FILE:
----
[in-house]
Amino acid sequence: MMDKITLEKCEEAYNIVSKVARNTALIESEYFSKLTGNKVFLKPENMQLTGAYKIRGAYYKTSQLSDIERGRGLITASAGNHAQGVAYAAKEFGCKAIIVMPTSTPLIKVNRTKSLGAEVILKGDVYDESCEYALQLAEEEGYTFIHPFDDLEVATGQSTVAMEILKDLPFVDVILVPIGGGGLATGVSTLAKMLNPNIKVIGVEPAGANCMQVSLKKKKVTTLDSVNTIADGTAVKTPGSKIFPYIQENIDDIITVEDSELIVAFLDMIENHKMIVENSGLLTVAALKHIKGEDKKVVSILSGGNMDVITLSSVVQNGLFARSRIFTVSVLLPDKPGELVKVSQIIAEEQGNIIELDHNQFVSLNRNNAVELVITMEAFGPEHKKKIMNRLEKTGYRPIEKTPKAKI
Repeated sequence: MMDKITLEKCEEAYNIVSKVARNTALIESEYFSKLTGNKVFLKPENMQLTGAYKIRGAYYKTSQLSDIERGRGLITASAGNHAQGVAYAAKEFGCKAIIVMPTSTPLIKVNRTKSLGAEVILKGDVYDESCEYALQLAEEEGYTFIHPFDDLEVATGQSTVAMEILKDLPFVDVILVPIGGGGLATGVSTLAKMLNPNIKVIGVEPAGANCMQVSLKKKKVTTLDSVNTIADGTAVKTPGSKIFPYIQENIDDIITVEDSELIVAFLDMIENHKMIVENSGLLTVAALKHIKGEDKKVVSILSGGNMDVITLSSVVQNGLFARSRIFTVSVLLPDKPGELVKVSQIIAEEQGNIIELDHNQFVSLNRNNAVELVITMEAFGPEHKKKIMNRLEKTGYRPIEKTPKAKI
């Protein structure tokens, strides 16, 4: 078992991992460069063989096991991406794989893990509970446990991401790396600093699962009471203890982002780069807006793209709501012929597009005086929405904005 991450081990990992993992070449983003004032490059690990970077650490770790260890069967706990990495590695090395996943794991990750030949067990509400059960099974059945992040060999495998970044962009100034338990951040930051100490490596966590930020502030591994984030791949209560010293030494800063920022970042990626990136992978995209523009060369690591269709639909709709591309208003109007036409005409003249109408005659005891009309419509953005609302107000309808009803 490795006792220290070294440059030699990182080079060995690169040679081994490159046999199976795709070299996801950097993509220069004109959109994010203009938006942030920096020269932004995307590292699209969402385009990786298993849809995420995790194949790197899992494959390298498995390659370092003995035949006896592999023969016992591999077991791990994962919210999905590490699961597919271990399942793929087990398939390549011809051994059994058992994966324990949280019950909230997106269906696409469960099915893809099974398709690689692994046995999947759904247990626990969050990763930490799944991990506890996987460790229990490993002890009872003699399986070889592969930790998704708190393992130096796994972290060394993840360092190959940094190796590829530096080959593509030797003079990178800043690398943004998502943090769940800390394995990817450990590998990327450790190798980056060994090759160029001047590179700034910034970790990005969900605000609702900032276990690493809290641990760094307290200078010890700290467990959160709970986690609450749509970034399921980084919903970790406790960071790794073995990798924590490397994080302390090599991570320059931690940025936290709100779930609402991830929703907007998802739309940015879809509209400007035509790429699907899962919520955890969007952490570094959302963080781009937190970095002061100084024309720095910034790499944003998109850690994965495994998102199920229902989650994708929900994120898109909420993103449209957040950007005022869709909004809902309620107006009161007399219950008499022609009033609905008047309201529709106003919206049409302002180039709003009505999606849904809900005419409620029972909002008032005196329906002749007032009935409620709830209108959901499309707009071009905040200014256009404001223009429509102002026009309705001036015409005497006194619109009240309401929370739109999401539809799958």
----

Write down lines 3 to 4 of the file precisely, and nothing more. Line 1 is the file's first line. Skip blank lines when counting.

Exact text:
Repeated sequence: MMDKITLEKCEEAYNIVSKVARNTALIESEYFSKLTGNKVFLKPENMQLTGAYKIRGAYYKTSQLSDIERGRGLITASAGNHAQGVAYAAKEFGCKAIIVMPTSTPLIKVNRTKSLGAEVILKGDVYDESCEYALQLAEEEGYTFIHPFDDLEVATGQSTVAMEILKDLPFVDVILVPIGGGGLATGVSTLAKMLNPNIKVIGVEPAGANCMQVSLKKKKVTTLDSVNTIADGTAVKTPGSKIFPYIQENIDDIITVEDSELIVAFLDMIENHKMIVENSGLLTVAALKHIKGEDKKVVSILSGGNMDVITLSSVVQNGLFARSRIFTVSVLLPDKPGELVKVSQIIAEEQGNIIELDHNQFVSLNRNNAVELVITMEAFGPEHKKKIMNRLEKTGYRPIEKTPKAKI
């Protein structure tokens, strides 16, 4: 078992991992460069063989096991991406794989893990509970446990991401790396600093699962009471203890982002780069807006793209709501012929597009005086929405904005 991450081990990992993992070449983003004032490059690990970077650490770790260890069967706990990495590695090395996943794991990750030949067990509400059960099974059945992040060999495998970044962009100034338990951040930051100490490596966590930020502030591994984030791949209560010293030494800063920022970042990626990136992978995209523009060369690591269709639909709709591309208003109007036409005409003249109408005659005891009309419509953005609302107000309808009803 490795006792220290070294440059030699990182080079060995690169040679081994490159046999199976795709070299996801950097993509220069004109959109994010203009938006942030920096020269932004995307590292699209969402385009990786298993849809995420995790194949790197899992494959390298498995390659370092003995035949006896592999023969016992591999077991791990994962919210999905590490699961597919271990399942793929087990398939390549011809051994059994058992994966324990949280019950909230997106269906696409469960099915893809099974398709690689692994046995999947759904247990626990969050990763930490799944991990506890996987460790229990490993002890009872003699399986070889592969930790998704708190393992130096796994972290060394993840360092190959940094190796590829530096080959593509030797003079990178800043690398943004998502943090769940800390394995990817450990590998990327450790190798980056060994090759160029001047590179700034910034970790990005969900605000609702900032276990690493809290641990760094307290200078010890700290467990959160709970986690609450749509970034399921980084919903970790406790960071790794073995990798924590490397994080302390090599991570320059931690940025936290709100779930609402991830929703907007998802739309940015879809509209400007035509790429699907899962919520955890969007952490570094959302963080781009937190970095002061100084024309720095910034790499944003998109850690994965495994998102199920229902989650994708929900994120898109909420993103449209957040950007005022869709909004809902309620107006009161007399219950008499022609009033609905008047309201529709106003919206049409302002180039709003009505999606849904809900005419409620029972909002008032005196329906002749007032009935409620709830209108959901499309707009071009905040200014256009404001223009429509102002026009309705001036015409005497006194619109009240309401929370739109999401539809799958």